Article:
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Biol Bull. 2005 Oct;209(2):94-106.

Endosymbiotic yeast maternally transmitted in a marine sponge.

Author information

1
Department of Aquatic Ecology, Centro de Estudios Avanzados de Blanes (CSIC), Acceso Cala St. Francesc 14, E-17300 Blanes, Girona, Spain. maldonado@ceab.csic.es

Abstract

The detection of an endosymbiotic yeast in demosponges of the genus Chondrilla described here records the first such association within the phylum Porifera. The symbiont, interpreted as a yolk body in previous ultrastructural studies, is a chitinous-walled fission yeast. Chitin was detected by an immunocytochemical technique that labels its beta-1,4-N-acetyl-D-glucosamine residues. Abundant symbiotic yeast cells (4.4 +/- 2.3 cells per 10 microm2) transmitted from the soma through the oocytes to the fertilized eggs are directly propagated by vertical transmission in the female. Vertically transmitted yeast were detected in three Chondrilla species with disjunct biogeographical distributions: the Mediterranean, the Caribbean, and the Australian Pacific. Apparently these yeasts are not present in other demosponge genera. Therefore, the fungal endosymbiosis most likely evolved before or during the diversification of the genus Chondrilla.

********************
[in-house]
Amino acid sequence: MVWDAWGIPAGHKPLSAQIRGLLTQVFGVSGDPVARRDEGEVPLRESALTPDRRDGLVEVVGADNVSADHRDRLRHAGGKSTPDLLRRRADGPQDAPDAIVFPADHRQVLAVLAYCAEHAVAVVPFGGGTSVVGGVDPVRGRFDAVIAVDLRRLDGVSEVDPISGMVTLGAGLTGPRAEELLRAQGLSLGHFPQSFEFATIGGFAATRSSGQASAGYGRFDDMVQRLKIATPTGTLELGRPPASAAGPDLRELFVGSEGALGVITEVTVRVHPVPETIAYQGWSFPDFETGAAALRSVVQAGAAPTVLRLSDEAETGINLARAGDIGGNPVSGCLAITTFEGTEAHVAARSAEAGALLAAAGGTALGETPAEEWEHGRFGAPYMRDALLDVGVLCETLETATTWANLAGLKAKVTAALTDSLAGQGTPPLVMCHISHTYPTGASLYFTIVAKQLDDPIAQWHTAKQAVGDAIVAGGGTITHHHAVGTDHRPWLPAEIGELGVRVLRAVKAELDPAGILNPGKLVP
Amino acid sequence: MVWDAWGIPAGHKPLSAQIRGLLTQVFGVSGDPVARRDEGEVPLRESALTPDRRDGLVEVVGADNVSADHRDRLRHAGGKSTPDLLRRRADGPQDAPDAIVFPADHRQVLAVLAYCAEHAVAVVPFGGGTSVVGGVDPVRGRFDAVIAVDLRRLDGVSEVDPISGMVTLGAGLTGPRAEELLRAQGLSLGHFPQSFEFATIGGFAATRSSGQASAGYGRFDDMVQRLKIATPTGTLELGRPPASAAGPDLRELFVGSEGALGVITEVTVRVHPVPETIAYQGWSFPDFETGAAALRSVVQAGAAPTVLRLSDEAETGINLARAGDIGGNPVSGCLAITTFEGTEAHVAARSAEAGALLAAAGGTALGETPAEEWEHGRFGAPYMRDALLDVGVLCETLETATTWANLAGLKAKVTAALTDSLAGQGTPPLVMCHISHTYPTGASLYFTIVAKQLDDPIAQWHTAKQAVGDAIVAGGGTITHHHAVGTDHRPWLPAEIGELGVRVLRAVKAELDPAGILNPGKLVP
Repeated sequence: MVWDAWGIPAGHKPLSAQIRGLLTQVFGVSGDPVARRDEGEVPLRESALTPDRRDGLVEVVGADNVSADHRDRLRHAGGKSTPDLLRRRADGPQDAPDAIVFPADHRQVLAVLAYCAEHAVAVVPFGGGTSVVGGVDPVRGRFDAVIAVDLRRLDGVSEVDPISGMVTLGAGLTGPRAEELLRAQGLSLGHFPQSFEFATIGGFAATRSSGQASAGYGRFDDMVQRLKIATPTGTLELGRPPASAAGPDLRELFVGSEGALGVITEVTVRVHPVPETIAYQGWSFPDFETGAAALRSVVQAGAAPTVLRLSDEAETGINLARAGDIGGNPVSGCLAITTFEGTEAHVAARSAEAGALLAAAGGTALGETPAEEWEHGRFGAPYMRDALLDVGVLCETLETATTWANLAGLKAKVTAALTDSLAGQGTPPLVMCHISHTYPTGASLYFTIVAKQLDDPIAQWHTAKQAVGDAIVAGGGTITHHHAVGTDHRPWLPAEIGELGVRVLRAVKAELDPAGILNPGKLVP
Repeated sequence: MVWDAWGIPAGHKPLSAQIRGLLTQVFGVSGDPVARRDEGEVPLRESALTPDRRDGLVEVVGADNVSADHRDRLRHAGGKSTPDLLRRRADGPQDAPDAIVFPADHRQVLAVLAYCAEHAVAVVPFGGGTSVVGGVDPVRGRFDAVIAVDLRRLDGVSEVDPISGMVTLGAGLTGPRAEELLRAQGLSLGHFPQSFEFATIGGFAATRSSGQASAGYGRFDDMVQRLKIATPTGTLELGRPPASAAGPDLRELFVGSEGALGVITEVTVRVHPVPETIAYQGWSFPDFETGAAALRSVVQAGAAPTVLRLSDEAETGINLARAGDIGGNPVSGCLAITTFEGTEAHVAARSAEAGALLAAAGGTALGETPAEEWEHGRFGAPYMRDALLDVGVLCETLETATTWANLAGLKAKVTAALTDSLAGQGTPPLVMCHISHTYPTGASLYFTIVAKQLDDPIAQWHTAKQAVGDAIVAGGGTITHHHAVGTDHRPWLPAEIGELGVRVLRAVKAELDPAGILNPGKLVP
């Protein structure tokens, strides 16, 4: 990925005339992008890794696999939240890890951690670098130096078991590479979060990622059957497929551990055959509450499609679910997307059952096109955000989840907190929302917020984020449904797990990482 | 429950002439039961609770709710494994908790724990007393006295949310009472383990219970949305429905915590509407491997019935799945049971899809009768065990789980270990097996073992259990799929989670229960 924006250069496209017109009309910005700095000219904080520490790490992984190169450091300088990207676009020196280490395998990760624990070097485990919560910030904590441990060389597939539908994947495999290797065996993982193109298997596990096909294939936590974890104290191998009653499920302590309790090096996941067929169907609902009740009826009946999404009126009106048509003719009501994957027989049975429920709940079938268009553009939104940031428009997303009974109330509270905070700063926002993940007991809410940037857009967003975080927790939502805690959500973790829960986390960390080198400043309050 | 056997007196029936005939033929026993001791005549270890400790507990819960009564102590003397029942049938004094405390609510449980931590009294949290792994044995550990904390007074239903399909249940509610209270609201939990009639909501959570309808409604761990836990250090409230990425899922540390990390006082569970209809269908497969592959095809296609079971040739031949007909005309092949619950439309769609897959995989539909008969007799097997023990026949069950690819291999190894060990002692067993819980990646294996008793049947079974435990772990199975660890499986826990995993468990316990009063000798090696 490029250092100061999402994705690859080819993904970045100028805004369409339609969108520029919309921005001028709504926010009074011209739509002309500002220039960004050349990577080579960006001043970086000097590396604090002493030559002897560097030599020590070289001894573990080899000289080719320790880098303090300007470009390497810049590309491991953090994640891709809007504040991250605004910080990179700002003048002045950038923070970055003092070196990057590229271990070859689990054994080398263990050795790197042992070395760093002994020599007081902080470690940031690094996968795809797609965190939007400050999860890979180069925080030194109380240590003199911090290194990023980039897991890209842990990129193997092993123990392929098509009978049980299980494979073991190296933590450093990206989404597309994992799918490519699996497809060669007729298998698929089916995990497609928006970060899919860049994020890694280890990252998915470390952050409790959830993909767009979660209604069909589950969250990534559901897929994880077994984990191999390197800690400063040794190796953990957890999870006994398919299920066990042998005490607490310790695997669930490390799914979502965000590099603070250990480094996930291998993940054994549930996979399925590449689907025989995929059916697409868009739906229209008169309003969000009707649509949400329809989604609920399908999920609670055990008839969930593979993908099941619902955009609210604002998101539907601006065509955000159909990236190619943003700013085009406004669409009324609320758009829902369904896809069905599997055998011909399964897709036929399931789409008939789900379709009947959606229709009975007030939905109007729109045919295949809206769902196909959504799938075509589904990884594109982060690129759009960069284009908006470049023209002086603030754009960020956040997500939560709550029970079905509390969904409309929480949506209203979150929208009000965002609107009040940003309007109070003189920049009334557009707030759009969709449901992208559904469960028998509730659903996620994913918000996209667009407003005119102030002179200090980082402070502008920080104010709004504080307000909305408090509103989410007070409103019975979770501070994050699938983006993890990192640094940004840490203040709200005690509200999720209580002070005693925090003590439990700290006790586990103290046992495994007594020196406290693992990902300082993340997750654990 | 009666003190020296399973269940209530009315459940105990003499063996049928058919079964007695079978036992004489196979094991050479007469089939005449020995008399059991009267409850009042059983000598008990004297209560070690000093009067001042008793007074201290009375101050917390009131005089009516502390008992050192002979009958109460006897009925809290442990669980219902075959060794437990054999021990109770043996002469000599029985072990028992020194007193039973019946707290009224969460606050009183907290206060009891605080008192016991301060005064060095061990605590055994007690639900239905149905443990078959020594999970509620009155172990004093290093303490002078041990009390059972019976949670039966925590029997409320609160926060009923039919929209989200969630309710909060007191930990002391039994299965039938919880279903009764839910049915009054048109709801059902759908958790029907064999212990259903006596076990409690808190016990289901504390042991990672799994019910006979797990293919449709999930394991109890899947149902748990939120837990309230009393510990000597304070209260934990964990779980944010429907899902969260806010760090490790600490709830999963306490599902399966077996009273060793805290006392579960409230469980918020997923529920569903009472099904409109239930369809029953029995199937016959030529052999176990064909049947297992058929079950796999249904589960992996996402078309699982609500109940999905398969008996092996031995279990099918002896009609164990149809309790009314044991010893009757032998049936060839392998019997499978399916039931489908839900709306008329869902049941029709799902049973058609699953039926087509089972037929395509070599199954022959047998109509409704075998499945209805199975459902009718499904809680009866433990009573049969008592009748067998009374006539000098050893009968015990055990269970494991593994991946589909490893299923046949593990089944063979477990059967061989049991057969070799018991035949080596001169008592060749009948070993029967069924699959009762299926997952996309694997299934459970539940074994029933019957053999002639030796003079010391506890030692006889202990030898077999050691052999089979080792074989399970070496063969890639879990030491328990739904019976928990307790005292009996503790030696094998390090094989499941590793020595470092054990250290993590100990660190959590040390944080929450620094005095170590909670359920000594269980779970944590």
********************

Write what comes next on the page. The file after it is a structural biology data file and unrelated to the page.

PMID:
16260769
DOI:
10.2307/3593127
[Indexed for MEDLINE]

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